But after dinner, Ann gets the idea of trying to make David jealous by pretending Jeff is coming on to her in her cabin. It works and David comes over to defend his wife from Jefferson’s advances. However, Jeff, who is on the ploy, is in his own cabin, listening in through the apparently very thin walls. When David gets rough with Ann, she calls for Jeff to help her. When he does, the three of them get into a heated discussion, just as the Custers return from their day trip.

They refuse to let their son marry Ann and take him back to the lodge in the last sleigh ride of the day. But Ann won’t stay near David and plans to ski to the lodge to stay the night. However, she isn’t a good skier and doesn’t even know how to put the skis on. David roughly helps her, but with the skis on, Ann is as good as trapped. David starts to undress (he takes off his tie and unbuttons his shirt) and in the end, Ann and David fall back in love.

One of Hitchcock’s first films in America, after a very successful career in the UK, it is one that he wanted to do because of his affection for Carole Lombard, who was quite the comedic star at the time. This may be the first film of hers that I have seen, at least all the way through, and I am pleasantly surprised at how good of an actress she was. Very pretty, with a good sense of timing, Lombard is very capable with the part of Ann.

In a 20 year career that dated back to silent films, Lombard appeared in a variety of films including the 1925 version of Ben Hur and a stint as a Mack Sennett bathing beauty in 1928. Transitioning to sound, Lombard made a career as a comedic actress. Her big break came in 1934’s Twentieth Century, a screwball comedy directed by Howard Hawks and starring John Barrymore.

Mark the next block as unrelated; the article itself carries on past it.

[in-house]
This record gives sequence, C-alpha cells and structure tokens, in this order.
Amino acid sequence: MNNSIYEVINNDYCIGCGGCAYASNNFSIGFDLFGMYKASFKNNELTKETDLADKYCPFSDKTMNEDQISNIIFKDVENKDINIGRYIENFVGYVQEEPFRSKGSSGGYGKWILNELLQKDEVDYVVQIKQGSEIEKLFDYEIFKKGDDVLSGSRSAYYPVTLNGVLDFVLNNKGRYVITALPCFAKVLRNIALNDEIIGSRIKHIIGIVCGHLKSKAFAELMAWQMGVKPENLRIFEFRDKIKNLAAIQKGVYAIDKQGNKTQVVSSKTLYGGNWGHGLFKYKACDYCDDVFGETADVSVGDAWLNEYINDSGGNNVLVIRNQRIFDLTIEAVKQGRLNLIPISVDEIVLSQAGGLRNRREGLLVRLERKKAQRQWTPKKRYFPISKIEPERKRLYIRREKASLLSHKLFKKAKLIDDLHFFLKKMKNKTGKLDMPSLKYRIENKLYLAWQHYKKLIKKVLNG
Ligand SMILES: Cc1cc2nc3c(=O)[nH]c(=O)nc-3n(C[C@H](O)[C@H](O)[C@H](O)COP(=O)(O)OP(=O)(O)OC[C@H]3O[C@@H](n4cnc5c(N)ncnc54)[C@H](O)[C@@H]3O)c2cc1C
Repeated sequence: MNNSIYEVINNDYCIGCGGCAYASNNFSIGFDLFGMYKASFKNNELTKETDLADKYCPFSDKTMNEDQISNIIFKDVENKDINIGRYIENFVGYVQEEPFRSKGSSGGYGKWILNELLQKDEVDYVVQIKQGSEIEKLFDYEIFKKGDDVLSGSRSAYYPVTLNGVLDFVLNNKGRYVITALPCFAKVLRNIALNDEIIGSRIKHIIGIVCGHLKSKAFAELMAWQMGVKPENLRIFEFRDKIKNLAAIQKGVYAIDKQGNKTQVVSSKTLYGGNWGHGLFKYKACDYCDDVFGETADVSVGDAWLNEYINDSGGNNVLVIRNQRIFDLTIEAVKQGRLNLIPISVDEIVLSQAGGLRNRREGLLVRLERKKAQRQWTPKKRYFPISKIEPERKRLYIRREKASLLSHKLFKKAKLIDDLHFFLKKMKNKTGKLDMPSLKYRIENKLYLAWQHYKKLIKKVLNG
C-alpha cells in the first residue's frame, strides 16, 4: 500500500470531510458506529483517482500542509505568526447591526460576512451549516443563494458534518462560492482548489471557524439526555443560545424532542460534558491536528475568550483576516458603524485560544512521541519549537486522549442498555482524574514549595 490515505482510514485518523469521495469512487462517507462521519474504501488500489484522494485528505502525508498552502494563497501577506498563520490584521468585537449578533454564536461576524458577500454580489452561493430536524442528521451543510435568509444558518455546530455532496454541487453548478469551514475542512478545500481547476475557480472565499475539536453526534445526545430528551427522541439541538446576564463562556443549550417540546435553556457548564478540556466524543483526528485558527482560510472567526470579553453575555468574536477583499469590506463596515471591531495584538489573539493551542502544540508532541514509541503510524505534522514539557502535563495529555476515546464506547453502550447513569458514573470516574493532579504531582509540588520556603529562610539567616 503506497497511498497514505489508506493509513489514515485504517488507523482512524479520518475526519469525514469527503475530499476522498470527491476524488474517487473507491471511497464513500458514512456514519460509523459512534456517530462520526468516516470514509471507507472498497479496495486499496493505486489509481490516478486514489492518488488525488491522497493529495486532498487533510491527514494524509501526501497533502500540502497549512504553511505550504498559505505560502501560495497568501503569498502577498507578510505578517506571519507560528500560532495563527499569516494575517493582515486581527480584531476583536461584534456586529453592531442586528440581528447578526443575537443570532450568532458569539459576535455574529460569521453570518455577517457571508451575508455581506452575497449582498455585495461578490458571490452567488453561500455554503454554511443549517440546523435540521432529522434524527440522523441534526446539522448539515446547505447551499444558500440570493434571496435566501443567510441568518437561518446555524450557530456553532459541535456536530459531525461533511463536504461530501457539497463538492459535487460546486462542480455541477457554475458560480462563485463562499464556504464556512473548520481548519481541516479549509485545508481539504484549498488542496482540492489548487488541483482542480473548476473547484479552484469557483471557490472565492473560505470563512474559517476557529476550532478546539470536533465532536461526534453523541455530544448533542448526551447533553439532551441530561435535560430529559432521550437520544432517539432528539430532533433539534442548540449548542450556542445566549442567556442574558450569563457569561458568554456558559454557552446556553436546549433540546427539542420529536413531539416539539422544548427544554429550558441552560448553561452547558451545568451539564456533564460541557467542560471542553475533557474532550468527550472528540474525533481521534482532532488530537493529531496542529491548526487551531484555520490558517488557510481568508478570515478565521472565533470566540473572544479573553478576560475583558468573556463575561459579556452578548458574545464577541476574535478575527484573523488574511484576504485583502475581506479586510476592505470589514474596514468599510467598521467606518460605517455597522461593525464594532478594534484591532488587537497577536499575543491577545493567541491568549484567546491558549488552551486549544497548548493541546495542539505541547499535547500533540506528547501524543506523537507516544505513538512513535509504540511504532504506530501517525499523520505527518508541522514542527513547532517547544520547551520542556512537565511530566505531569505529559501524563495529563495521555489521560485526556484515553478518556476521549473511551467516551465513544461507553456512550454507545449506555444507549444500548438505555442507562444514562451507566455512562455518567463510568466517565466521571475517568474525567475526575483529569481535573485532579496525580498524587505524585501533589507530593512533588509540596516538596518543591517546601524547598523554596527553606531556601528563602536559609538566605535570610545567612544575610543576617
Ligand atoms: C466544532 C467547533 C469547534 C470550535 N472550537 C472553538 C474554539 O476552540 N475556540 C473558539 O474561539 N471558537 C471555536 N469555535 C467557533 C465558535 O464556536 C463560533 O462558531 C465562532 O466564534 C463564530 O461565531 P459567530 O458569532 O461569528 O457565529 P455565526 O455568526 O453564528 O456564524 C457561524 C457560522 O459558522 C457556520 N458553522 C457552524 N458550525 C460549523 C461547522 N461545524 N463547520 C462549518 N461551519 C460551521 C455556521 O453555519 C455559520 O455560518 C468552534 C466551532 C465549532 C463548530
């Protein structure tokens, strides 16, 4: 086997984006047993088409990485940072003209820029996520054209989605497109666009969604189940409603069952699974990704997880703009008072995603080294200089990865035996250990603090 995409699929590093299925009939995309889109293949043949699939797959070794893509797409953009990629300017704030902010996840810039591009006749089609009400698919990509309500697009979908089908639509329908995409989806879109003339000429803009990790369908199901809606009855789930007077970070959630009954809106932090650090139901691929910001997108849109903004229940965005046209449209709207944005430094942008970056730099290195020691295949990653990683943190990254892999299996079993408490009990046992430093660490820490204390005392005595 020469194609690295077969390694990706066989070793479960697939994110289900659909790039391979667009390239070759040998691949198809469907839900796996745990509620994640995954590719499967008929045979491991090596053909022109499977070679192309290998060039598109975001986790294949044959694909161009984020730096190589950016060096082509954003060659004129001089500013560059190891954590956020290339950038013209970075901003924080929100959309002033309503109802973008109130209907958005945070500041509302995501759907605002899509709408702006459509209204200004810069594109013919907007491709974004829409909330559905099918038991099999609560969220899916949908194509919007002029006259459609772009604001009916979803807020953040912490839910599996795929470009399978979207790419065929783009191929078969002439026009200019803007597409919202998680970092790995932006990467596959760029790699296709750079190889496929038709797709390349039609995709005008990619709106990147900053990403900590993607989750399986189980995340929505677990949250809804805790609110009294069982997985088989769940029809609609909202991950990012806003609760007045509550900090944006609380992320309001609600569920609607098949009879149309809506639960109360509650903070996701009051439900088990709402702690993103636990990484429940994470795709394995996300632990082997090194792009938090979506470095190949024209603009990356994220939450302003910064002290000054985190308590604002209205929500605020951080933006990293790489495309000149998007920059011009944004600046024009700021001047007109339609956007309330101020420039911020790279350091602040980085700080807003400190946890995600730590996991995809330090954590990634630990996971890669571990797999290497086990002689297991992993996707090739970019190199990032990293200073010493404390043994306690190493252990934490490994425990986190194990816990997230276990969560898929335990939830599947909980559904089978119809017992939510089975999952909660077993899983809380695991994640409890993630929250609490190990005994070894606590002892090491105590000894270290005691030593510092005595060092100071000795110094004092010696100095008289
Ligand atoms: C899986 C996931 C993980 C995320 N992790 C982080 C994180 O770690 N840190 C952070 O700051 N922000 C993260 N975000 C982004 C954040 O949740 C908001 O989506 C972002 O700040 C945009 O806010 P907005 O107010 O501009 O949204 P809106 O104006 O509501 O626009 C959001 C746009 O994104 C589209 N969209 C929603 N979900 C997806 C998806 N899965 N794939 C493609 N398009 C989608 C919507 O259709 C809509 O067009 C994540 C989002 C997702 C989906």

Lombard, who was married briefly to William Powell, was married to Clark Gable from 1939 until her death in 1942 while on a tour selling war bonds. Mr. and Mrs. Smith would be her next to last film, the last being the comedy To Be or Not To Be (1942) opposite Jack Benny. One can only imagine what heights she might have reached if it wasn’t for her untimely death.

Robert Montgomery, her co-star in Mr. and Mrs. Smith, was originally a stage actor, who got his big break in 1930’s The Big House, directed by George W. Hill and co-starring Wallace Beery and Chester Morris. That same year he would appear with Greta Garbo in Inspiration and Norma Shearer in The Divorcee. After Mr. and Mrs. Smith, Montgomery would star in Here Comes Mr. Jordan (1941) with Claude Raines and Evelyn Keyes. Montgomery would receive an Academy Award nomination for Best Actor for his performance as Joe Pendleton. After World War II, Montgomery would appear in The Expendables (1945) before directing and starring in Lady in The Lake (1947). His last film was 1960’s The Gallant Hours which he narrated and directed.